In case you need a reminder, the point of masks is not necessarily self-protection. It’s to limit the outward spread from the wearer. With the asymptomatic spread of this virus nobody knows if they’re a carrier. The simplest masks are effective enough at containing that spread to the wearer’s personal space. It certainly helps to catch the larger droplets and liquid spatter from coughs and sneezes. That’s why those types of masks are worn by surgeons. It’s not to protect the surgeon, but rather to limit the spread of germs to the vulnerable patient. More than a hundred days since this asymptomatic spread was reasonably known, I still see misconceptions about mask-wearing on ignorant social media posts and comments. Talk about a slow poke.
Within the classroom mask usage has to be 100% by everybody. There are tape marks on the floor to show were the desks should be. We already usually have their desks spaced that way during normal times, so this is just to reinforce that and remind students not to drift over to sit right next to their friends. Also, spray bottles with disinfectant and hand sanitizer were added to each classroom. The ‘form’ teachers (support staff who organize and mediate between teachers/students) spray the surfaces periodically. They also try to have classes exit their rooms at staggered intervals so the hallway is never too crowded with people. I’ll note also that numerous hand sanitizer stations have also popped up around the campus.
In our restrooms they closed off every other stall/urinal in order to keep distance. I’d be all for that in normal times anyhow. I noticed how wearing a mask while in the restroom with everybody’s stink is…much more preferable compared to normal times. Maybe a good hygiene choice regardless of the virus.
In the canteen they separated all the tables so that people would have to eat separately and distanced. This canteen and time slot is only for teachers. They staggered the lunchtime schedule for different groups. There’s a larger canteen elsewhere that I haven’t checked out, but I assume it’s similar distancing. Personally, I’ve just been bringing my own meal and eating at my desk instead of trusting the free lunch made by the school food staff. I’m sure they were tested like we were, but anything to reduce unnecessary risk is preferable to me.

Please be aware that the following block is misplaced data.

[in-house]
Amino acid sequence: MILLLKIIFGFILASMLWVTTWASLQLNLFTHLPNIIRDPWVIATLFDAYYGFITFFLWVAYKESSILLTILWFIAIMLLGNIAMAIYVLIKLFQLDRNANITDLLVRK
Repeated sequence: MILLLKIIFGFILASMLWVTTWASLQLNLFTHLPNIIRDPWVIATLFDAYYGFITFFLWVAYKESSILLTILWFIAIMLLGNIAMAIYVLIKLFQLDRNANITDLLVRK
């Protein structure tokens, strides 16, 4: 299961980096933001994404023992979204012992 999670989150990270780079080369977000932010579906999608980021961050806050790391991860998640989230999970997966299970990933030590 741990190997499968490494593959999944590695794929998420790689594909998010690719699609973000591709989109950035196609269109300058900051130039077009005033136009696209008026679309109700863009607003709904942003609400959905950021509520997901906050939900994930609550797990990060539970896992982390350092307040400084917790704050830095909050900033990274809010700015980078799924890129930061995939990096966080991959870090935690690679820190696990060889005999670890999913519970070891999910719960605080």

I’m told by students that these same kinds of measures are going on in their dormitories as well. In their own rooms and with their roommates though nothing is changed, it would be difficult to enforce anyhow. But stepping outside their door into the hallways it’s back to the precautions.
The attitudes and demeanor of staff and students is generally calm and collected about all of this. We’re all glad to be back and given our shared experience with the pandemic we’re all basically on the same page. Since our department focuses on placing students at universities in the US, there is a large amount of doubt over when/if our seniors will be able to make their transition. Nevertheless, they’re all working on the final steps to be ready when the time comes.
As of the writing of this post many places are making efforts to reopen, prematurely in my view and lacking the readiness and mentality to effectively continue to combat the virus. I certainly don’t consider what’s around me almost 120 days into this pandemic to be a return to ‘normal’. It’s a cautious functionality and incremental creep. I guarantee that if clusters of the virus began popping up again in Beijing they would shut this all down again without hesitation. This has been the case in some cities on the border with Russia, who is experiencing a large spike in cases. As long as they continue to clamp down on outside cases entering and keeping a cautious guarded attitude domestically, there’s reason to be confident the worst is long past us.